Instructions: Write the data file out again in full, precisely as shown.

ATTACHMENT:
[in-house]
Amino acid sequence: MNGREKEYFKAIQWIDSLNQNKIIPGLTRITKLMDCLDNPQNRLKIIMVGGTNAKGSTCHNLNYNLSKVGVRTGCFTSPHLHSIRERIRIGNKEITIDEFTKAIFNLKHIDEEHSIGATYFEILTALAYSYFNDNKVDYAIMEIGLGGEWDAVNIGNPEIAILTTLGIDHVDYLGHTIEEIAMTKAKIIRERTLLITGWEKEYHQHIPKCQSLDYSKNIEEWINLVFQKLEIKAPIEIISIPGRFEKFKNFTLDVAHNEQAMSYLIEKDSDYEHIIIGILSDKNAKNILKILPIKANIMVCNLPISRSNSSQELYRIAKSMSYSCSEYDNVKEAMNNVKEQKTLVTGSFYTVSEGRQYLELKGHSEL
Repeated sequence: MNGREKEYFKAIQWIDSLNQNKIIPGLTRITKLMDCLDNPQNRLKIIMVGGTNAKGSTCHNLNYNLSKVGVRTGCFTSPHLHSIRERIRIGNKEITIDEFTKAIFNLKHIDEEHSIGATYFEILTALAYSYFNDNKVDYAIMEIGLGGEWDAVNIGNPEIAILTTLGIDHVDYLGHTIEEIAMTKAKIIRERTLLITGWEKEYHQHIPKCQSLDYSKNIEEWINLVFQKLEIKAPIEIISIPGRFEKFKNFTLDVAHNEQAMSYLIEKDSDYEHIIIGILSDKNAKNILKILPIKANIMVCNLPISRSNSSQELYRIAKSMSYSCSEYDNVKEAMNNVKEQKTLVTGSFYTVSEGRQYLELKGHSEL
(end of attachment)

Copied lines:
[in-house]
Amino acid sequence: MNGREKEYFKAIQWIDSLNQNKIIPGLTRITKLMDCLDNPQNRLKIIMVGGTNAKGSTCHNLNYNLSKVGVRTGCFTSPHLHSIRERIRIGNKEITIDEFTKAIFNLKHIDEEHSIGATYFEILTALAYSYFNDNKVDYAIMEIGLGGEWDAVNIGNPEIAILTTLGIDHVDYLGHTIEEIAMTKAKIIRERTLLITGWEKEYHQHIPKCQSLDYSKNIEEWINLVFQKLEIKAPIEIISIPGRFEKFKNFTLDVAHNEQAMSYLIEKDSDYEHIIIGILSDKNAKNILKILPIKANIMVCNLPISRSNSSQELYRIAKSMSYSCSEYDNVKEAMNNVKEQKTLVTGSFYTVSEGRQYLELKGHSEL
Repeated sequence: MNGREKEYFKAIQWIDSLNQNKIIPGLTRITKLMDCLDNPQNRLKIIMVGGTNAKGSTCHNLNYNLSKVGVRTGCFTSPHLHSIRERIRIGNKEITIDEFTKAIFNLKHIDEEHSIGATYFEILTALAYSYFNDNKVDYAIMEIGLGGEWDAVNIGNPEIAILTTLGIDHVDYLGHTIEEIAMTKAKIIRERTLLITGWEKEYHQHIPKCQSLDYSKNIEEWINLVFQKLEIKAPIEIISIPGRFEKFKNFTLDVAHNEQAMSYLIEKDSDYEHIIIGILSDKNAKNILKILPIKANIMVCNLPISRSNSSQELYRIAKSMSYSCSEYDNVKEAMNNVKEQKTLVTGSFYTVSEGRQYLELKGHSEL